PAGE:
osakarob saidFlights to/from Kansai are slightly more expensive than Tokyo due to the larger volume of traffic to that city. The shinkansen "bullet train" from Tokyo to Kyoto is 13,200 ($153) one way. If you are planning to fly in and out of Tokyo, factor in the $300 for the roundtrip fare.

    The Japan rail pass is a good deal if you have the time and flexibility to use the nation's JR trains. A 7 day adult fare is 37,800 ($439). You could use that for the "Hikari" bullet train to Kyoto and back to Tokyo as well as some of the local JR trains. There is a significant private railroad network in Japan that the rail pass won't qualify you for, but it might be a good option. You might want to ask your friend how close he is to a JR station.

    Most visitors choose to fly through Tokyo because they want to experience all of the wonderful things that metropolis has to offer, even if they intend to go sightseeing elsewhere. I personally prefer to fly through Kansai, but can understand people's desire to have the "Tokyo experience". I'm taking my partner and two friends there in the autumn and although we will likely spend equal time in Tokyo and Kansai, we'll fly into Tokyo for the same reasons you have chosen to.


    Gocha, then I will look into to flights to Osaka. However, if I will be in Japan I want to visit Tokyo. So I think I would do a multi-city. Fly into Osaka, fly out of Tokyo.
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    Dec 31, 2012 12:58 AM GMT
    flights are always cheaper the earlier you book them. A relatively cheap way to get from kyoto to tokyo is taking a night bus for half the price of train ticket.

    http://www.kakuyasubus.jp/kanto_kansai/dream/index.html

    check out this website. its in japanese so if you know someone who speaks japanese they can help you out
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    Dec 31, 2012 1:00 AM GMT

    Japan is awesome!

    Kyoto = wow..

    You'll have a great time!!
  • Hazuki

    Posts: 21

    Dec 31, 2012 1:46 AM GMT
    Hey Sonic!

    So,

    A) As soon as possible! Watch out for the "O-bon" holiday in mid August (it differs depending on the region, but I think it's from about the 14th-16th) as tickets are likely to be more expensive and planes/buses/trains are likely to be fully booked then. Also--as others have mentioned--keep an eye out for online deals.


    B) As far as "best", that will depend on what type of person you are, but if you want cheap(er) options, then the nightbus--as someone recommended--would be one way to go. You could also just take a regular train/bus down if you have both the time and the interest (you get to see the scenery). If it's a train you would have to figure out how many times you would have to change trains and at which stations (but this adds to the adventure for some people).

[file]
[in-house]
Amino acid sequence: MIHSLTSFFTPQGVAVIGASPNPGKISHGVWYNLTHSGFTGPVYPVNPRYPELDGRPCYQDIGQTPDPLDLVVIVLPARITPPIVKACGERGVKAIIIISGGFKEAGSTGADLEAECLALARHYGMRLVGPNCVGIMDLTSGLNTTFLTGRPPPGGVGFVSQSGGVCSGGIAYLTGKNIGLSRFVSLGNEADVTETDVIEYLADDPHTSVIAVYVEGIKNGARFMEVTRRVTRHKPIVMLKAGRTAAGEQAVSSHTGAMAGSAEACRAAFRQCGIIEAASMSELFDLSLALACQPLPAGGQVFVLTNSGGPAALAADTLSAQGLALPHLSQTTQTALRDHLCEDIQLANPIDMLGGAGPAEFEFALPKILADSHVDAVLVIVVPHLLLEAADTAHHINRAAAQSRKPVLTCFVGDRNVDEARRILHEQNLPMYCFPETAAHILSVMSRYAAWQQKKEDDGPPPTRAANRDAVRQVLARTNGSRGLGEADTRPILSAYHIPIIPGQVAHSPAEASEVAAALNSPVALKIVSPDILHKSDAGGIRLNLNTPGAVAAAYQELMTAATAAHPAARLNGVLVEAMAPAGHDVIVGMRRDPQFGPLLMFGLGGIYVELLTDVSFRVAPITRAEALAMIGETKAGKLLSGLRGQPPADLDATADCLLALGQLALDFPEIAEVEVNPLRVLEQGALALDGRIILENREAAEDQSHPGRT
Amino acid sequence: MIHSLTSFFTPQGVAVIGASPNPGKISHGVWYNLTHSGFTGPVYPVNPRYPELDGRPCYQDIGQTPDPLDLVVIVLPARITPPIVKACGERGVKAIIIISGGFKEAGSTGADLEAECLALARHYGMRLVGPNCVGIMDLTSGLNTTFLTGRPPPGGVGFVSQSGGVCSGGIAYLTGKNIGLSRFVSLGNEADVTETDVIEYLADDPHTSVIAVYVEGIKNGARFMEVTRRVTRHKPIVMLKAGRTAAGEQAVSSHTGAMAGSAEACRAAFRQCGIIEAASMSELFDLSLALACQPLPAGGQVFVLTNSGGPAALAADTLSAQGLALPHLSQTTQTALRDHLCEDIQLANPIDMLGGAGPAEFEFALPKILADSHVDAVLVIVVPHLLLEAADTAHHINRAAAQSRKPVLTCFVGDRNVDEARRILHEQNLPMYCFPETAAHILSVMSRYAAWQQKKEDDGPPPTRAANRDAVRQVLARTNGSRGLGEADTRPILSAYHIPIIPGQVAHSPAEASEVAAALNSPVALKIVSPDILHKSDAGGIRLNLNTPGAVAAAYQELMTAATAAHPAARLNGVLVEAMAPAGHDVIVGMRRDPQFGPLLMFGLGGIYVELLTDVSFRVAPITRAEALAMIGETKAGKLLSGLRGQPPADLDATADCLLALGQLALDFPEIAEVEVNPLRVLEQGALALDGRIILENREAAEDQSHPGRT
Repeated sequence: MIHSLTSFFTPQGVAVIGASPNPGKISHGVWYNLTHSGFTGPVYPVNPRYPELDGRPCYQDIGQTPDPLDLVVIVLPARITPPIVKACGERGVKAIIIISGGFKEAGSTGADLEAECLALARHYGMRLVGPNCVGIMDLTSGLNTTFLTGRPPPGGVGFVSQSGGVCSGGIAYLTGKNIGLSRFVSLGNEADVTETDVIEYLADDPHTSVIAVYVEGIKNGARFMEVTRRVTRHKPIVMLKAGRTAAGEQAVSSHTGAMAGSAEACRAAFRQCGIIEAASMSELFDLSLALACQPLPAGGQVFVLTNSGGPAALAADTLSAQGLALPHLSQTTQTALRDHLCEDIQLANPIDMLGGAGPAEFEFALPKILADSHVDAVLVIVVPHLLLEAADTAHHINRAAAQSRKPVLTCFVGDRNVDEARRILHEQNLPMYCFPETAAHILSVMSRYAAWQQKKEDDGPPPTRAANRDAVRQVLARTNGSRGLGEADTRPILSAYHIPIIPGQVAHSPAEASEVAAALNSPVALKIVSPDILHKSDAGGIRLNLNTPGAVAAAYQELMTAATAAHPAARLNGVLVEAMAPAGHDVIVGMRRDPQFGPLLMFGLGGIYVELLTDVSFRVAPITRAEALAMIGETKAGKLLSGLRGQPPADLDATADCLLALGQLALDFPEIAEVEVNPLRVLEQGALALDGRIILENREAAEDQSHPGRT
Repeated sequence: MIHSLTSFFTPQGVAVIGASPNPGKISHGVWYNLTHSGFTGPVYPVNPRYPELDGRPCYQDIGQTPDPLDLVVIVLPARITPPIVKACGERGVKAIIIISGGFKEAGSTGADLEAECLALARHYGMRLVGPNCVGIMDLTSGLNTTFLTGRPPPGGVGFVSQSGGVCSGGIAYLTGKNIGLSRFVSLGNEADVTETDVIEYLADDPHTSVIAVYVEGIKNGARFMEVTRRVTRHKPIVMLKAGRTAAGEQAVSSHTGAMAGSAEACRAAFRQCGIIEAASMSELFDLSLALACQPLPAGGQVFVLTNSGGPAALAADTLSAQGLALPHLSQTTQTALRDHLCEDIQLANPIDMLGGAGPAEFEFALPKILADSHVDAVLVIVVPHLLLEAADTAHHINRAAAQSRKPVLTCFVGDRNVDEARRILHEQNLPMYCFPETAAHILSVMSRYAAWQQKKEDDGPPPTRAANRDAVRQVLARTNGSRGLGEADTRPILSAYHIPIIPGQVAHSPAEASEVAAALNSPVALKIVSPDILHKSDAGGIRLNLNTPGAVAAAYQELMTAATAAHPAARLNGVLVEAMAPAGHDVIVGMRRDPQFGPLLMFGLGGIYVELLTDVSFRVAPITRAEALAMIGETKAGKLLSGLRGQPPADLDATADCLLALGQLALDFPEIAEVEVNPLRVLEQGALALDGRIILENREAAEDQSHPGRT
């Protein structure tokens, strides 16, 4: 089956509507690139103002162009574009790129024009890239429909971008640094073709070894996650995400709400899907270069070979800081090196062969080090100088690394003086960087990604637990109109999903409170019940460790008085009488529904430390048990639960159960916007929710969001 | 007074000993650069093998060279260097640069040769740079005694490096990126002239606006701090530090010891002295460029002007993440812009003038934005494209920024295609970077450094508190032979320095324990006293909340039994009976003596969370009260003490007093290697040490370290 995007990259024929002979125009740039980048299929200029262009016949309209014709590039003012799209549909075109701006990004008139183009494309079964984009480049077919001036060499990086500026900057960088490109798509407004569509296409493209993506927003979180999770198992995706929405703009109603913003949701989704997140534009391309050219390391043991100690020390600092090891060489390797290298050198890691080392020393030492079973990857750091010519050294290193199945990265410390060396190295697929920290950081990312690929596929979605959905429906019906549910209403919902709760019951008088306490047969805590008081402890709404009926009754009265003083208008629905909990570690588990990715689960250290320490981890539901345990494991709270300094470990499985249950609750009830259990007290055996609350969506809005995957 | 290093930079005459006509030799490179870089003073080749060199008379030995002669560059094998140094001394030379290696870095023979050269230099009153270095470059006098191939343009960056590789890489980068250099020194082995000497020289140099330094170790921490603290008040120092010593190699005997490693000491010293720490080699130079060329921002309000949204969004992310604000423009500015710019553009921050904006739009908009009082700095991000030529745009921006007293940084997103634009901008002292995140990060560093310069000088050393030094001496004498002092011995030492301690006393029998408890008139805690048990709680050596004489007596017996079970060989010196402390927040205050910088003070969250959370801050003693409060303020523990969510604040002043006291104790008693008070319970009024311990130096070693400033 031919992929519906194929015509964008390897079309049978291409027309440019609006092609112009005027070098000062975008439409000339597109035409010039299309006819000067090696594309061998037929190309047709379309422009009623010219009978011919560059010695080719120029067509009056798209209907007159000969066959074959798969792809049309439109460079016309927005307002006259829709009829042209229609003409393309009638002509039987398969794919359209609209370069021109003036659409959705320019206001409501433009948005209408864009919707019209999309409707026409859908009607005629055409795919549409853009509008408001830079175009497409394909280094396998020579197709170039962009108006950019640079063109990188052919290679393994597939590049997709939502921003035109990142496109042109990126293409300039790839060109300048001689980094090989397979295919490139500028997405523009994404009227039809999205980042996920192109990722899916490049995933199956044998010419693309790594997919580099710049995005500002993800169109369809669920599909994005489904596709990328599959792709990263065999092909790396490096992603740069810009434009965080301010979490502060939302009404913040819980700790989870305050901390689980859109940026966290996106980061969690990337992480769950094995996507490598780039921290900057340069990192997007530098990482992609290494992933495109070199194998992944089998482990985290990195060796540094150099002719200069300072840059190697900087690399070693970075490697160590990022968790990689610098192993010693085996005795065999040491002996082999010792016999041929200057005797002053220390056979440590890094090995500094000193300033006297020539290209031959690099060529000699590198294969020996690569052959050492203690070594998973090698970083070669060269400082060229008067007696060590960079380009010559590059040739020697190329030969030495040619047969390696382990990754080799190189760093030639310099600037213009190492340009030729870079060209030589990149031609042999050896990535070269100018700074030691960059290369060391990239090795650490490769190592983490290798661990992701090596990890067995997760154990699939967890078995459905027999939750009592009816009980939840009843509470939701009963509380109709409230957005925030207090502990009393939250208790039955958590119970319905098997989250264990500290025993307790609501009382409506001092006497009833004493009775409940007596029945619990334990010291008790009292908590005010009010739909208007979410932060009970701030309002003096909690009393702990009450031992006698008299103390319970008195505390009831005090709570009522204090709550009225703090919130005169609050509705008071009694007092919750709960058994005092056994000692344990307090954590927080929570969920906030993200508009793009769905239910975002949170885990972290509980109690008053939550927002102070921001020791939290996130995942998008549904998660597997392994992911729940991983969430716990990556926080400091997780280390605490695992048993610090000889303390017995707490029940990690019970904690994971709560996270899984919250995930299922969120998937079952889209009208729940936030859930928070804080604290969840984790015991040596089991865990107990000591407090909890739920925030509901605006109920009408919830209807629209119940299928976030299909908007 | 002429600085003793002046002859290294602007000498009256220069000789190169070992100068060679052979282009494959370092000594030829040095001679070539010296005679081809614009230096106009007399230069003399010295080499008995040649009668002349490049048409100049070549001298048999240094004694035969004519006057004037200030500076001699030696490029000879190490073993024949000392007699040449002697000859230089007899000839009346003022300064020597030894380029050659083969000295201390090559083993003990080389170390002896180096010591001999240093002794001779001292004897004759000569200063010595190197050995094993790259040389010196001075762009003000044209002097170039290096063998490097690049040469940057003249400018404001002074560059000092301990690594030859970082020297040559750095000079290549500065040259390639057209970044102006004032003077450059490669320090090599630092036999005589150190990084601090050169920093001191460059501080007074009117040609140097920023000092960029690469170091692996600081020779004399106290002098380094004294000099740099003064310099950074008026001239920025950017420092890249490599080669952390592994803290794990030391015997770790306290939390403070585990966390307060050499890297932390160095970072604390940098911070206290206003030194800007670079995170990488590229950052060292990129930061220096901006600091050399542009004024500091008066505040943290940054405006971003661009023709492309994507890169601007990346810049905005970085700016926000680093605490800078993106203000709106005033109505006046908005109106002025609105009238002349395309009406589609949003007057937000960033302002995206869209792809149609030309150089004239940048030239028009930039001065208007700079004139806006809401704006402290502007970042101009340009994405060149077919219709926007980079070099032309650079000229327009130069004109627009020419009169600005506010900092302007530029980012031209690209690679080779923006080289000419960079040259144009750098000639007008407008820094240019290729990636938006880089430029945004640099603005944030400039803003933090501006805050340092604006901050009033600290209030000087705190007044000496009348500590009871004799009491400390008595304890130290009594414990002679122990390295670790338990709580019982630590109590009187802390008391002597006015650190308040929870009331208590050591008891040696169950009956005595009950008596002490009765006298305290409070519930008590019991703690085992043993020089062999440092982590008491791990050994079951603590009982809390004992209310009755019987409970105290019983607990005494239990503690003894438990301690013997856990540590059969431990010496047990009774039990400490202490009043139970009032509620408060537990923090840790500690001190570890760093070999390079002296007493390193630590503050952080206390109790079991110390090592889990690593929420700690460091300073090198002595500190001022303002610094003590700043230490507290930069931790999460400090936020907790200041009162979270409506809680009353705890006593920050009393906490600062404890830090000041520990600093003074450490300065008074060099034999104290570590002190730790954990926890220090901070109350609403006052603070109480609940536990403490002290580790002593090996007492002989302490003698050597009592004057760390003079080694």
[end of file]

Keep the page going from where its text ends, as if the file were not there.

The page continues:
Another option (which, I am assuming exists in Tokyo because I've never looked for them there), they DO have discounted bullet train tickets, but these are usually sold in vending machines/at vendors that are not necessarily all that close (close being a two to three minute walk) from the major stations, but chances are unless you have a local point them out to you, you will pass them by altogether.

    If you have BOTH the money to spend AND will be travelling to MULTIPLE locations requiring long distance travel (Tokyo--Kyoto--Hiroshima--Sendai--Akita--Morioka--Aomori--Hirosaki, or hop over to other islands like Kyushu, Shikoku, or Hokkaido) then the Japan Rail Pass would be a good investment as it works for nearly all JR line trains and some JR buses (maybe ferries?) too. But, if you're just going to Kyoto, and you will be travelling around the Kansai area (plenty of cities and sites to see), it would be cheaper to use either the bus or regular JR train from Tokyo to Kyoto, and then once in Kyoto you can use the private rail lines to go to other destinations like Osaka, Kobe, Himeiji etc. and the fares are actually cheaper than JR.

    Hope this helps and I hope your trip is AMAZING!!!!
  • Posted by a hidden member.
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    Dec 31, 2012 1:52 AM GMT
    A) I doubt the difference of July or August will result in dramatically different fare prices. Although, it is also true that Japanese people (workers, students, etc.) get off for summer break at the END of July (or into August), so maybe July would be cheaper before the holiday rush? No guarantee though.

    B) Bullet train (aka the Shinkansen). Costs about $150 dollars and takes 2 hours from Kyoto to Tokyo.


    Have fun!